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The architecture of traditional houses in Kerala
Traditional houses of Kerala are still relevant. People have preserved their homes and the concepts of vernacular architectural designs. The land surrounding the houses has ample growth of fruits, vegetables and coconut trees. Houses are constructed as per Vaastu Shastra, which suggests the east and north direction for the entry of a house. Besides aesthetics and comfort, the houses are planned to deal with climatic conditions. Kerala’s traditional houses are built to withstand heavy rain and heat. The traditional architecture of Kerala is known for its use of natural materials and comfortable, well-ventilated interiors. Granaries, cattle sheds, kitchens, dining halls, bathrooms, bedrooms, puja rooms, and a well or pond are part of a well-designed traditional house called nalukettu.
Nalukettu – traditional house of Kerala
The traditional architectural style of the houses in Kerala is called nalukettu. Nalu means four and kettu means blocks. A nalukettu refers to a rectangular structure where four blocks are linked by an open courtyard. Nalukettu is largely single-storeyed and made with wood. They can be two-storeyed or three-storeyed and have laterite-and-clay mixture walls. The blocks denote directions – vadakkini (northern block), padinjattini (western block), kizhakkini (eastern block) and thekkini (southern block). Kizhakkini is the puja room, thekkini is for keeping wealth and family rooms, padinjattini is for storage (grains in old days), and vadakkini is for the kitchen. The outer verandas along the four sides of the nalukettu are enclosed differently. The west and east verandas are kept open while the north and south verandas are enclosed or semi-enclosed. A traditional Kerala house can be nalukkettu (4-block structures), ettukkettu (8-block structure) or pathinarukkettu (16-block structure), depending on the size of the plot. This style of architecture is adopted by both traditional wealthy families, and modern well-to-do families. A nalukkettu that has belonged to a particular family for generations is known as tharavad (ancestral home).
Features of a traditional house in Kerala
Material used in traditional houses in Kerala
The traditional houses in Kerala are usually designed with clay, timber wood, palm leaves, and locally-sourced stone and wood, and are in harmony with nature. Laterite is the local building block that Keralites use for construction. Timber has also been an important construction material in Kerala. Usually, teak wood, mahogany, sandalwood, and the wood from the jackfruit tree is used for house constructions. Skilled craftsmen showcase their talent through accurate joinery and assembly, and ornate carving on wooden columns, walls and roofs, which are unique to Kerala architecture. Wood is also used for the gables and the roof that are thatched with coconut palm leaves or tiles, and supported by wooden columns and rafters. Traditional homes are known for large verandas. Clay is extensively used for walls, filling the timber floors, and making bricks and tiles.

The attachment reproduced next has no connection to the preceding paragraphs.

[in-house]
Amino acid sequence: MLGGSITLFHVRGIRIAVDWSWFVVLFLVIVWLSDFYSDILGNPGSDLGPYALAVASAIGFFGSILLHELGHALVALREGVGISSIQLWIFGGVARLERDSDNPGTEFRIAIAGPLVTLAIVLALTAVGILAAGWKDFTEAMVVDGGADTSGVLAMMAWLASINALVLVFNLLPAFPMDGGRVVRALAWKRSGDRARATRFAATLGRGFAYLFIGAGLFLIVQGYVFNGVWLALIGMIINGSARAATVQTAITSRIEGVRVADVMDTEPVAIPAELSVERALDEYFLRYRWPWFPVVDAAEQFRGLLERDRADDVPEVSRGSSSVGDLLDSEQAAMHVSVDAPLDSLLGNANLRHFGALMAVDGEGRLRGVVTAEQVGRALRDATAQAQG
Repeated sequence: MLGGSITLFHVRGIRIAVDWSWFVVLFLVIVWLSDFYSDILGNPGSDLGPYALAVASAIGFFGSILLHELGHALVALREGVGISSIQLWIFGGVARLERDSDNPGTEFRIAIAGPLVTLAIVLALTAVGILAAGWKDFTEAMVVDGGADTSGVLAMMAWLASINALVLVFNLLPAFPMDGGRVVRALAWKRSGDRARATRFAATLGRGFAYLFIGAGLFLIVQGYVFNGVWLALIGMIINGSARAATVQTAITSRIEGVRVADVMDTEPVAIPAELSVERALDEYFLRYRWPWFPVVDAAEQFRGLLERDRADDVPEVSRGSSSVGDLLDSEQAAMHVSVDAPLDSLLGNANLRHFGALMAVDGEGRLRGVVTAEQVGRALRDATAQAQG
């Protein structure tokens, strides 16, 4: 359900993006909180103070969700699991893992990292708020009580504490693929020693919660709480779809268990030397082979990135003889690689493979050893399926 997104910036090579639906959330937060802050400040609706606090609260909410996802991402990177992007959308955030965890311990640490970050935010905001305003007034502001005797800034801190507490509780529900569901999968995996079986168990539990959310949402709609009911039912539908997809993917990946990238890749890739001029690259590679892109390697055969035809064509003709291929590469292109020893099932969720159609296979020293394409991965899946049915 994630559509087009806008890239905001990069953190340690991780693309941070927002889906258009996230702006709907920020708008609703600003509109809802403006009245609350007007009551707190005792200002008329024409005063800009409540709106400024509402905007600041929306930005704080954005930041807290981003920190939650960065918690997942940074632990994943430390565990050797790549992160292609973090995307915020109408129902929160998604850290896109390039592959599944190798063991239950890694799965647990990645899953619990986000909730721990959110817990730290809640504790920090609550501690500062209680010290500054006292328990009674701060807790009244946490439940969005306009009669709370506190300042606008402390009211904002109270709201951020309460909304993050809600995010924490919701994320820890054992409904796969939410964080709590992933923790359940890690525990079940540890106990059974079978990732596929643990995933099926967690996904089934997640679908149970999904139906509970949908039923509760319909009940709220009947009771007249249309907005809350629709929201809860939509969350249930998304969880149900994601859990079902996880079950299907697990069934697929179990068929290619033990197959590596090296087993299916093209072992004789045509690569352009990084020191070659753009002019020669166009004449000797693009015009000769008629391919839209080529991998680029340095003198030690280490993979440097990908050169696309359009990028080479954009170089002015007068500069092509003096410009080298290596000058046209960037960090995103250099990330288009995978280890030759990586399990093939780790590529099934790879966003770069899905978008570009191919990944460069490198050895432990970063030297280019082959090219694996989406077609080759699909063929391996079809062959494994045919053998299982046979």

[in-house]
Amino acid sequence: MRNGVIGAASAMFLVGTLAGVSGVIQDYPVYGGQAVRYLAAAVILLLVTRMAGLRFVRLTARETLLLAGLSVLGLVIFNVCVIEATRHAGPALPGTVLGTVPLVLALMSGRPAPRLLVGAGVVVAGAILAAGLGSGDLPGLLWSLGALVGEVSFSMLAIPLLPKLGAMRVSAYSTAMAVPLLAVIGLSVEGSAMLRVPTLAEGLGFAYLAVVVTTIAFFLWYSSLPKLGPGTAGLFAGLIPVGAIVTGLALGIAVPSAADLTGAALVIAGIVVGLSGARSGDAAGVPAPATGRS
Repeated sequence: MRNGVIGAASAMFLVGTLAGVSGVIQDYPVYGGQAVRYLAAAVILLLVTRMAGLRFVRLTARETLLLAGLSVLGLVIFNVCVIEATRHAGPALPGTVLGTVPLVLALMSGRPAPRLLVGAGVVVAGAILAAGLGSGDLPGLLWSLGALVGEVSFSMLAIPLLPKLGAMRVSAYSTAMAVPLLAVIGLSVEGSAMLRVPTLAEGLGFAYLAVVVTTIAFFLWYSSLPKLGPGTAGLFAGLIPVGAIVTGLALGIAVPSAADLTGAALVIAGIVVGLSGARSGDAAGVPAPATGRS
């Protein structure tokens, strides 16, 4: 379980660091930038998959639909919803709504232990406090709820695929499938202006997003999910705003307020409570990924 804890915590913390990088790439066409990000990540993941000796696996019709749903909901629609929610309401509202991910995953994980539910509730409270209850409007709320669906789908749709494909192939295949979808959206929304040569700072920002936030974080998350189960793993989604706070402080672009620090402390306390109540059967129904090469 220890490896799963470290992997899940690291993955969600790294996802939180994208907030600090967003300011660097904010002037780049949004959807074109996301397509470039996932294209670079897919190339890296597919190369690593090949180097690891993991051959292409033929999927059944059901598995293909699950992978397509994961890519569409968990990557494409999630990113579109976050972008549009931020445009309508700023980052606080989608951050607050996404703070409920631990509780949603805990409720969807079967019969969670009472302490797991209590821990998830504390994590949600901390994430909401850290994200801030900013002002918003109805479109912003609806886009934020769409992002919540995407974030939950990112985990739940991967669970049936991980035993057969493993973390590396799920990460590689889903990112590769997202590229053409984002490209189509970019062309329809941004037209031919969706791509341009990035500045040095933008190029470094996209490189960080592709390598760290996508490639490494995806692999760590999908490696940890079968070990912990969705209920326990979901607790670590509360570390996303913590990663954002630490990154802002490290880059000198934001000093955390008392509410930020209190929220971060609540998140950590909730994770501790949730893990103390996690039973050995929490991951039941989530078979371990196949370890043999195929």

Sloping roofs in traditional houses of Kerala
The most noticeable feature of the traditional houses in Kerala are the red and brown sloping roofs. As Kerala receives heavy monsoon, homes are designed with sloped roofs covered in terracotta tiles that help in water drainage and keep the interiors cool during humid weather. Gabled windows at the top of a nalukettu ensure cross-ventilation and allow entry of light into the attic.
Entrance in traditional houses of Kerala
A padippura is a peculiar feature on top of a nalukettu gate that comprises an elaborate, temple-like gopuram. This arched entrance begins with the fencing of the house and has an impressively designed door with a tiled roof.
Courtyards in traditional houses in Kerala
Courtyards are an integral feature of every Kerala house with most family functions taking place in this part of the house. The courtyard is called the nadumuttom and is the prime centre of a Kerala house. It is usually square and is located in the exact centre of the house. As per Vaastu Shastra, it is a column-free space. The tiled roof slopes of the nadumuttom protect the veranda and inner spaces from heat and rain. In the nalukettu design, all the rooms are open into a common courtyard that aids natural ventilation adequate lighting for the house.